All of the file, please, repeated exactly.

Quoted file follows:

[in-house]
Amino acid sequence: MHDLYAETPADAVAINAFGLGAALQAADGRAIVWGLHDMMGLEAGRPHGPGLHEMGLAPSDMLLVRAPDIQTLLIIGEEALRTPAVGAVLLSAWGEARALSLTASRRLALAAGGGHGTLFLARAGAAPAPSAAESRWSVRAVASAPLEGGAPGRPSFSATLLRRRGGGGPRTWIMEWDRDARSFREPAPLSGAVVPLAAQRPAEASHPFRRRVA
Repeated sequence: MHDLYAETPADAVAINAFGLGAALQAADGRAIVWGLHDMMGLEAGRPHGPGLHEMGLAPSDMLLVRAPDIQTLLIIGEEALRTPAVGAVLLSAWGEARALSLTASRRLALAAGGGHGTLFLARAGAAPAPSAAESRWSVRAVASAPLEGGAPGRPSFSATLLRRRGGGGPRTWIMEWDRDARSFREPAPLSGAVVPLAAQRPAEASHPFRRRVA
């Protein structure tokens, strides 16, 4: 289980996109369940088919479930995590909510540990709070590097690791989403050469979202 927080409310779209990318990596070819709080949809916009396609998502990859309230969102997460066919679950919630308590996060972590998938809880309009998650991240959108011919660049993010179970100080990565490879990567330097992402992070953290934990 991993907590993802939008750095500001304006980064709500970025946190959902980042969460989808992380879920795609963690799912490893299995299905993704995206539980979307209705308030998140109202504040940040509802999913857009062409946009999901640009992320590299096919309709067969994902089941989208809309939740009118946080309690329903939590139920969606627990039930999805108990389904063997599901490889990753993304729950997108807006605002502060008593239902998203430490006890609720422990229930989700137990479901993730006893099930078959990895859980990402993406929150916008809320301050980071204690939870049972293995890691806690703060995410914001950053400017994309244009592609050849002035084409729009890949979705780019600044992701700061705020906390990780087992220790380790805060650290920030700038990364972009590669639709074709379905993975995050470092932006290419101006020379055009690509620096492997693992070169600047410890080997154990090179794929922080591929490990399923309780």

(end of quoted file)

[in-house]
Amino acid sequence: MHDLYAETPADAVAINAFGLGAALQAADGRAIVWGLHDMMGLEAGRPHGPGLHEMGLAPSDMLLVRAPDIQTLLIIGEEALRTPAVGAVLLSAWGEARALSLTASRRLALAAGGGHGTLFLARAGAAPAPSAAESRWSVRAVASAPLEGGAPGRPSFSATLLRRRGGGGPRTWIMEWDRDARSFREPAPLSGAVVPLAAQRPAEASHPFRRRVA
Repeated sequence: MHDLYAETPADAVAINAFGLGAALQAADGRAIVWGLHDMMGLEAGRPHGPGLHEMGLAPSDMLLVRAPDIQTLLIIGEEALRTPAVGAVLLSAWGEARALSLTASRRLALAAGGGHGTLFLARAGAAPAPSAAESRWSVRAVASAPLEGGAPGRPSFSATLLRRRGGGGPRTWIMEWDRDARSFREPAPLSGAVVPLAAQRPAEASHPFRRRVA
């Protein structure tokens, strides 16, 4: 289980996109369940088919479930995590909510540990709070590097690791989403050469979202 927080409310779209990318990596070819709080949809916009396609998502990859309230969102997460066919679950919630308590996060972590998938809880309009998650991240959108011919660049993010179970100080990565490879990567330097992402992070953290934990 991993907590993802939008750095500001304006980064709500970025946190959902980042969460989808992380879920795609963690799912490893299995299905993704995206539980979307209705308030998140109202504040940040509802999913857009062409946009999901640009992320590299096919309709067969994902089941989208809309939740009118946080309690329903939590139920969606627990039930999805108990389904063997599901490889990753993304729950997108807006605002502060008593239902998203430490006890609720422990229930989700137990479901993730006893099930078959990895859980990402993406929150916008809320301050980071204690939870049972293995890691806690703060995410914001950053400017994309244009592609050849002035084409729009890949979705780019600044992701700061705020906390990780087992220790380790805060650290920030700038990364972009590669639709074709379905993975995050470092932006290419101006020379055009690509620096492997693992070169600047410890080997154990090179794929922080591929490990399923309780």